25. Andy Roddick
Andy Roddick first came up as a youth prodigy. Hailing from Texas, Roddick was ranked as the No. 1 junior player in the world before breaking through professionally. By age 21, Roddick had a spell in which he was the No. 1 professional men’s player. This didn’t last very long — as Roddick was beset by some inconsistency. Though his powerful serve and athletic ability made him a very talented player, Roddick only came away with one Grand Slam title throughout his career. Thus, it limits his ceiling as it pertains to this piece.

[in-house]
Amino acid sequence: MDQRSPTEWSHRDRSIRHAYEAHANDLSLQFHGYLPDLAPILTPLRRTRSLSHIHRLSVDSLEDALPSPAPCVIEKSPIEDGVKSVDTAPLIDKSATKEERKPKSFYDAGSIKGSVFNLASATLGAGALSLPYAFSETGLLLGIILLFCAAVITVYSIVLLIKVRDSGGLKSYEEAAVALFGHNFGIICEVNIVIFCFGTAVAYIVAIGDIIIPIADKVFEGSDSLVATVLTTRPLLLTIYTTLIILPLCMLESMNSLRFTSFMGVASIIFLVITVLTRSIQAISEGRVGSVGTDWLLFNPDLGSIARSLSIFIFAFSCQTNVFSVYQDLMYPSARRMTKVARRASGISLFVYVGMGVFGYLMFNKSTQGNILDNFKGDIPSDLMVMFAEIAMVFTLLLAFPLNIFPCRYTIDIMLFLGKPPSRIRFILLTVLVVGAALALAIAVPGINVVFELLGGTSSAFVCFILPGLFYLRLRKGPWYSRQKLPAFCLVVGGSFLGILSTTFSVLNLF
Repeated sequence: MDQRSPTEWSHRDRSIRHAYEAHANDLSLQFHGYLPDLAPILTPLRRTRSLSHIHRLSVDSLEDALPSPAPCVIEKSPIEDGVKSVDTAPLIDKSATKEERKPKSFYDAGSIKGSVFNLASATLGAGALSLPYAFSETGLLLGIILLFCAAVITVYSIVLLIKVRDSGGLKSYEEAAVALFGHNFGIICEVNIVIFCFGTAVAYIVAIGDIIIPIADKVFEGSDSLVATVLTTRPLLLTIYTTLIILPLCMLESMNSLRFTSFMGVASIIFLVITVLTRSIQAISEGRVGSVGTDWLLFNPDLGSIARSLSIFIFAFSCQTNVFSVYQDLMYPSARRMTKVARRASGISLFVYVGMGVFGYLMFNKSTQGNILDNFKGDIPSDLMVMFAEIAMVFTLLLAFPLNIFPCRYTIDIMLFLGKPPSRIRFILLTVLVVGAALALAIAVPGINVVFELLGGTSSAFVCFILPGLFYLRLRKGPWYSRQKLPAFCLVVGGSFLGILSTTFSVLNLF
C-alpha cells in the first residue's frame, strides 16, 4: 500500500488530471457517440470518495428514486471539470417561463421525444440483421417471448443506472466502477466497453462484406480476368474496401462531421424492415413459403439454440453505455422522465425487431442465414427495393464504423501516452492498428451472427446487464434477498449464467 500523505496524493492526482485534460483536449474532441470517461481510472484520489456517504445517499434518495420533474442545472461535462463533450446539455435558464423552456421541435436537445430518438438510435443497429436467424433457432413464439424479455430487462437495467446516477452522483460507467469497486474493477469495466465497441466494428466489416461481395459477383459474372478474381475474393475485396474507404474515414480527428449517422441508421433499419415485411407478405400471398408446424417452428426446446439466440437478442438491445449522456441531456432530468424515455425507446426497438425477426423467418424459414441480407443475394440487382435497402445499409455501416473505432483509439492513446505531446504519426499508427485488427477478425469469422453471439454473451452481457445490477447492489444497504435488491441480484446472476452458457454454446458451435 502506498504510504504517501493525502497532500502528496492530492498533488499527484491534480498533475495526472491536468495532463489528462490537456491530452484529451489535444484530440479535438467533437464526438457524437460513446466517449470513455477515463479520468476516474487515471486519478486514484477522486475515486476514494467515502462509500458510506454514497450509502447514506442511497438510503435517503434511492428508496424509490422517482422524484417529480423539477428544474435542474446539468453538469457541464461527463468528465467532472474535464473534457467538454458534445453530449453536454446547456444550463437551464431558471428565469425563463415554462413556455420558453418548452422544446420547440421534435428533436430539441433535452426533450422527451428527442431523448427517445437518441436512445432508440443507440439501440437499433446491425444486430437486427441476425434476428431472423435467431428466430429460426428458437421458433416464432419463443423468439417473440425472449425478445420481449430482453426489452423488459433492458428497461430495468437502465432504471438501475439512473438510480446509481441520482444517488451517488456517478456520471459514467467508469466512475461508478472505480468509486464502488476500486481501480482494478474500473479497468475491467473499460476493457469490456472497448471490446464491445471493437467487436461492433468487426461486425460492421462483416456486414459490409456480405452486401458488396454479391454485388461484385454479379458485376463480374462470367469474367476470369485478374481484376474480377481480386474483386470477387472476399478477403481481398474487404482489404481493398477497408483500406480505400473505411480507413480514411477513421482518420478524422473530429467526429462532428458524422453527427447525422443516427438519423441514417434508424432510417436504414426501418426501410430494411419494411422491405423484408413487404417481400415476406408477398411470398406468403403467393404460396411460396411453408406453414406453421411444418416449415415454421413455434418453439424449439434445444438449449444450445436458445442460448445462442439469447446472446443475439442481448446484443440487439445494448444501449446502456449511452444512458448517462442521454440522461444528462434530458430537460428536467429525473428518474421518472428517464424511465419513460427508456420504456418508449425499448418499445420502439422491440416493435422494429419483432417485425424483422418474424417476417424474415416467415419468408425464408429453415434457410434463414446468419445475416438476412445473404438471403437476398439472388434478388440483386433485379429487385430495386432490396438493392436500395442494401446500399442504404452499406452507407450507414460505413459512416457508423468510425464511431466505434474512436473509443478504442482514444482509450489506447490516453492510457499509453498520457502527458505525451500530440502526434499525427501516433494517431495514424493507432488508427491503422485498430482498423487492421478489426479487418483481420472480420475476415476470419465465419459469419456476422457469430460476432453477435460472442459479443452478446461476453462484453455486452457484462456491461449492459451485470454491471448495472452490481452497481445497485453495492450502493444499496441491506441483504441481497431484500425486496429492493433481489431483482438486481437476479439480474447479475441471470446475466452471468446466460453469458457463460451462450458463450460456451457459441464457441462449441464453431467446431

24. Jim Courier
Prior to Andre Agassi and Pete Sampras making waves, Courier carried the torch — along with Michael Chang — as one of the better American tennis players during the late ’80s/early ’90s. A winner of four Grand Slams, Courier won an impressive 506 matches during his professional career. He even held his own against the best competition — as Courier finished with winning percentages north of .500 in head-to-head matchups against the likes of Agassi, Stefan Edberg, Thomas Muster, Jimmy Connors, and John McEnroe.
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